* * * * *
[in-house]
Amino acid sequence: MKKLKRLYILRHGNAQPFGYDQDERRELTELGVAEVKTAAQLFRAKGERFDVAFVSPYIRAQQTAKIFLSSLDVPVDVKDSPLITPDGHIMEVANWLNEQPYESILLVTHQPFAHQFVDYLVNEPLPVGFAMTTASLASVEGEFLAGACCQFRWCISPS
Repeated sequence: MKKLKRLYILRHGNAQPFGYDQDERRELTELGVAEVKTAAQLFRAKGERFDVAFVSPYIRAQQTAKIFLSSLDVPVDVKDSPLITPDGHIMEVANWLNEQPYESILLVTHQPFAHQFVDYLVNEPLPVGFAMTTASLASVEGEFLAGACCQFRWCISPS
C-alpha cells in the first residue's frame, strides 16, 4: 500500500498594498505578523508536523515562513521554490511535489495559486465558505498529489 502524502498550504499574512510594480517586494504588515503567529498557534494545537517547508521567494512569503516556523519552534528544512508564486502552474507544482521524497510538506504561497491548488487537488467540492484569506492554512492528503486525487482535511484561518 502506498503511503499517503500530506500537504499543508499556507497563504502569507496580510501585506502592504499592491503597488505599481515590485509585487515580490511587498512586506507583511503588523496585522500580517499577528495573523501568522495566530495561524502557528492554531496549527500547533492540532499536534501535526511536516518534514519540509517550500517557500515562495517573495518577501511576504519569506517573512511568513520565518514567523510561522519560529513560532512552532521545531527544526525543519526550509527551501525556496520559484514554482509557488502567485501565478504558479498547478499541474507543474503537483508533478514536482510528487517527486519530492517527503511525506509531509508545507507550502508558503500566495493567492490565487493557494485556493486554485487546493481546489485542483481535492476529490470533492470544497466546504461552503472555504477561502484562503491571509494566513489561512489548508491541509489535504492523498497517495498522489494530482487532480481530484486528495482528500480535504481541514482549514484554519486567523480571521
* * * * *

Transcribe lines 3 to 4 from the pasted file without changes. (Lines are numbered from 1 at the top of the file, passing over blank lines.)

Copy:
Repeated sequence: MKKLKRLYILRHGNAQPFGYDQDERRELTELGVAEVKTAAQLFRAKGERFDVAFVSPYIRAQQTAKIFLSSLDVPVDVKDSPLITPDGHIMEVANWLNEQPYESILLVTHQPFAHQFVDYLVNEPLPVGFAMTTASLASVEGEFLAGACCQFRWCISPS
C-alpha cells in the first residue's frame, strides 16, 4: 500500500498594498505578523508536523515562513521554490511535489495559486465558505498529489 502524502498550504499574512510594480517586494504588515503567529498557534494545537517547508521567494512569503516556523519552534528544512508564486502552474507544482521524497510538506504561497491548488487537488467540492484569506492554512492528503486525487482535511484561518 502506498503511503499517503500530506500537504499543508499556507497563504502569507496580510501585506502592504499592491503597488505599481515590485509585487515580490511587498512586506507583511503588523496585522500580517499577528495573523501568522495566530495561524502557528492554531496549527500547533492540532499536534501535526511536516518534514519540509517550500517557500515562495517573495518577501511576504519569506517573512511568513520565518514567523510561522519560529513560532512552532521545531527544526525543519526550509527551501525556496520559484514554482509557488502567485501565478504558479498547478499541474507543474503537483508533478514536482510528487517527486519530492517527503511525506509531509508545507507550502508558503500566495493567492490565487493557494485556493486554485487546493481546489485542483481535492476529490470533492470544497466546504461552503472555504477561502484562503491571509494566513489561512489548508491541509489535504492523498497517495498522489494530482487532480481530484486528495482528500480535504481541514482549514484554519486567523480571521